The stair 11 is constructed to have intermediate and upper landings 12 and 14 which are deeper than, and therefore have larger surface areas than the average surface areas of the treads 17 between these landings. The primary purpose of landings 12 and 14 is to provide passengers with safer entry to and exit from their assigned units 32 and 34. It should be noted that the landings 12 and 14 serve units 32 and 34, respectively, on both sides of the stair 11. Secondarily, the landings 12 and 14 provide a wider support for the feet of the passengers occupying units adjacent these landings when they are in the sitting position within the units. Thus, landing 12 provides these functions for the passengers occupying middle unit 32, while landing 14 provides these functions for passengers in the upper unit 34. In a similar fashion, the previously mentioned threshold 16, which is located directly in front of the seat for the lowermost unit 30, has a similar or larger surface area as and performs, for passengers in the lowest unit 30, the same functions provided by landings 12 and 14 for passengers in the upper units.
The module 40 generally comprises walls or partitions which are suitably shad and located to bound and define the various passenger accommodation units 30, 32, and 34. To this end, module 40 comprises an end wall 41 which, in the lower passenger units 30 and 32, faces and is adjacent to the aisle 13. The end wall 41 serves to separate the portions of the passenger units 30 and 32 nearest the aisle 13 from the aisle itself. The end wall 41 for the uppermost units 34 takes the form of a common end wall portion 42 located over the main aisle 13 This construction maximizes the length and volume of the uppermost units 34 opposite each other on each side of the aisle 13.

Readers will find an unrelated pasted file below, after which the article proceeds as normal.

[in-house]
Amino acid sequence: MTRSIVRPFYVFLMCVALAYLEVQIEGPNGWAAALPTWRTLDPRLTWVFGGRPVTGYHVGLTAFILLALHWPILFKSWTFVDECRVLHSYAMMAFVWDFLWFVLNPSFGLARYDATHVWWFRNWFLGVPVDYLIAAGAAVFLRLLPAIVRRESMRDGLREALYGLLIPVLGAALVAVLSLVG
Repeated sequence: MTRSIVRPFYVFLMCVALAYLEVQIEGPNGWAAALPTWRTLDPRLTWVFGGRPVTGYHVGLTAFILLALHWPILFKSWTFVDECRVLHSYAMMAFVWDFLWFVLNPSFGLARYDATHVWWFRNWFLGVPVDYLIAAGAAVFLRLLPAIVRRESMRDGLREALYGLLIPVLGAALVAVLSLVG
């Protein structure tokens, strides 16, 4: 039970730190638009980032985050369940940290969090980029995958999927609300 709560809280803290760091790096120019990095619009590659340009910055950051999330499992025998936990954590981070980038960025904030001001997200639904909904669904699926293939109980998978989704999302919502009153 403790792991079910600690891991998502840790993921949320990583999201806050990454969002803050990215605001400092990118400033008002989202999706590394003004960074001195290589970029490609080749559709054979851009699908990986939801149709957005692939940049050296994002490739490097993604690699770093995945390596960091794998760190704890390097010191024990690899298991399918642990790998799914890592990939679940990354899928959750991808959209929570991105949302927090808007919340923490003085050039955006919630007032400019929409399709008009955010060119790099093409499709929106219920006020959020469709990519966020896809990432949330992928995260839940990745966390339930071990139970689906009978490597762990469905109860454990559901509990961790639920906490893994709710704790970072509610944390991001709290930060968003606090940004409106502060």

The overall dimensions of the compartment 20 (and therefore the module 40) will depend somewhat on the space available in the particular model aircraft into which it is being fitted. At the least, however, the compartment and module will be sufficiently large to comfortably accommodate each passenger in his assigned passenger accommodation unit, as well as providing ease and safety of entry to and exit from the units, as well as movement between sitting and sleeping positions, as described hereinafter.
Module 40 also includes walls or partitions 51–54,
The walls 51, 52 and 53 of the passenger accommodation units 30, 32 and 34, respectively, are constructed to provide a generally horizontal, flat sleeping surface 56 which is formed by the combination of a fixed sleeping portion 57 and a moveable seat/sleep portion 58. The fixed sleeping portion 57 makes up the majority of the horizontal surface area of the sleeping surface 56 of the bed used by a passenger to sleep in the reposed position. The sleeping surface 56 incorporates a conventional soft, compliant material for providing a comfortable surface on which the passenger may sleep and which extends along substantially the entire length and width of the passenger units.